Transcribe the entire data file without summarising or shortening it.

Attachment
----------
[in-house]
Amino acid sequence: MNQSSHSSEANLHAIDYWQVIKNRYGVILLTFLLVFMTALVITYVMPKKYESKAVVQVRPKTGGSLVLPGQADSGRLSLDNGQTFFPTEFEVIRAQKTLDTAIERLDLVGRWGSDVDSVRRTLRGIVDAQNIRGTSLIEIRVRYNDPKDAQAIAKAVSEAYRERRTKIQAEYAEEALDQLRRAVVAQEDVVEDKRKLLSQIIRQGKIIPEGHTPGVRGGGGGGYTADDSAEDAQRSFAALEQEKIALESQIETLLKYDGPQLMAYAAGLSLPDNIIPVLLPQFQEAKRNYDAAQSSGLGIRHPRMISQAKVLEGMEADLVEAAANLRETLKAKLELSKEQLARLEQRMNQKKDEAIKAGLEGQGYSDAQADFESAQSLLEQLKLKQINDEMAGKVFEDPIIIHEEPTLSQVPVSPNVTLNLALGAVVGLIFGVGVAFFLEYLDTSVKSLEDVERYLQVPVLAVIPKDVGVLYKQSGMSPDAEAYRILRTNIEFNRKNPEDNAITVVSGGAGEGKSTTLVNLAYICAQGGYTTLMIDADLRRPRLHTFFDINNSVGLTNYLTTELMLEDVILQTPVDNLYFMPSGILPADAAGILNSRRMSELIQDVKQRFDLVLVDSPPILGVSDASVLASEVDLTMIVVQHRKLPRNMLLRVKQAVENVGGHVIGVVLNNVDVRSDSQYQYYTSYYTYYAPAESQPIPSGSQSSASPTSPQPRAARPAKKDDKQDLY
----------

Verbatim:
[in-house]
Amino acid sequence: MNQSSHSSEANLHAIDYWQVIKNRYGVILLTFLLVFMTALVITYVMPKKYESKAVVQVRPKTGGSLVLPGQADSGRLSLDNGQTFFPTEFEVIRAQKTLDTAIERLDLVGRWGSDVDSVRRTLRGIVDAQNIRGTSLIEIRVRYNDPKDAQAIAKAVSEAYRERRTKIQAEYAEEALDQLRRAVVAQEDVVEDKRKLLSQIIRQGKIIPEGHTPGVRGGGGGGYTADDSAEDAQRSFAALEQEKIALESQIETLLKYDGPQLMAYAAGLSLPDNIIPVLLPQFQEAKRNYDAAQSSGLGIRHPRMISQAKVLEGMEADLVEAAANLRETLKAKLELSKEQLARLEQRMNQKKDEAIKAGLEGQGYSDAQADFESAQSLLEQLKLKQINDEMAGKVFEDPIIIHEEPTLSQVPVSPNVTLNLALGAVVGLIFGVGVAFFLEYLDTSVKSLEDVERYLQVPVLAVIPKDVGVLYKQSGMSPDAEAYRILRTNIEFNRKNPEDNAITVVSGGAGEGKSTTLVNLAYICAQGGYTTLMIDADLRRPRLHTFFDINNSVGLTNYLTTELMLEDVILQTPVDNLYFMPSGILPADAAGILNSRRMSELIQDVKQRFDLVLVDSPPILGVSDASVLASEVDLTMIVVQHRKLPRNMLLRVKQAVENVGGHVIGVVLNNVDVRSDSQYQYYTSYYTYYAPAESQPIPSGSQSSASPTSPQPRAARPAKKDDKQDLY